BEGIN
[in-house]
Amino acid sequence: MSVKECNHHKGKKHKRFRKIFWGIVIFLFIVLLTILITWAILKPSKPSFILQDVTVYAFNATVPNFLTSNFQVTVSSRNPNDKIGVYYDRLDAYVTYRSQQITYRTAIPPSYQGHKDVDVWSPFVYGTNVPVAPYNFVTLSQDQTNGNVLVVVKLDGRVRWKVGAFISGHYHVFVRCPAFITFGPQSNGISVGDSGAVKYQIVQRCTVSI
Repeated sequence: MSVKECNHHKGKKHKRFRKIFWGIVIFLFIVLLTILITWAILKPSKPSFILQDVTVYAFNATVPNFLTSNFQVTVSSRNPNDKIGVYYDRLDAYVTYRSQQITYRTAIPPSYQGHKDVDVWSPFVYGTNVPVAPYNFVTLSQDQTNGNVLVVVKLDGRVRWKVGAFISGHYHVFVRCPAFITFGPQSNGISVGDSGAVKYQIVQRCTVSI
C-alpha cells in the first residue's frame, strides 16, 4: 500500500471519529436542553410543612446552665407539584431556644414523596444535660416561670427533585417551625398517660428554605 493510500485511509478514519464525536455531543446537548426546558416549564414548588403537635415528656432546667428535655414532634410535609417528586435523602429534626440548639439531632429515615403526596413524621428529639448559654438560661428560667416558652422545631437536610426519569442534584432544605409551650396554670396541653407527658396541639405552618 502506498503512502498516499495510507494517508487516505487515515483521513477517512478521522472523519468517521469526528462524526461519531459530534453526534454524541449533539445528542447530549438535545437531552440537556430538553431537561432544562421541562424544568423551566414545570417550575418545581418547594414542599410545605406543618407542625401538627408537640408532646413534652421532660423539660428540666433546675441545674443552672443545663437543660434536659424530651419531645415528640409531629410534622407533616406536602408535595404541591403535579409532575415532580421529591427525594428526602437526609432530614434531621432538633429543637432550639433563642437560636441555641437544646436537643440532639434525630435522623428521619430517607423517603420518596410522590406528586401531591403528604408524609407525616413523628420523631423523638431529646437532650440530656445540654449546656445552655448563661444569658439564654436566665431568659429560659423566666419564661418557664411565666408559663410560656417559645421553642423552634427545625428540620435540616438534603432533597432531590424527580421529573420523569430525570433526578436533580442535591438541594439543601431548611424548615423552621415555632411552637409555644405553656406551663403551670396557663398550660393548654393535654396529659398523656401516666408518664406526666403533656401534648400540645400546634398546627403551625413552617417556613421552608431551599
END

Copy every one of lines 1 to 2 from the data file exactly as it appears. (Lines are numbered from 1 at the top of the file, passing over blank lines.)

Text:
[in-house]
Amino acid sequence: MSVKECNHHKGKKHKRFRKIFWGIVIFLFIVLLTILITWAILKPSKPSFILQDVTVYAFNATVPNFLTSNFQVTVSSRNPNDKIGVYYDRLDAYVTYRSQQITYRTAIPPSYQGHKDVDVWSPFVYGTNVPVAPYNFVTLSQDQTNGNVLVVVKLDGRVRWKVGAFISGHYHVFVRCPAFITFGPQSNGISVGDSGAVKYQIVQRCTVSI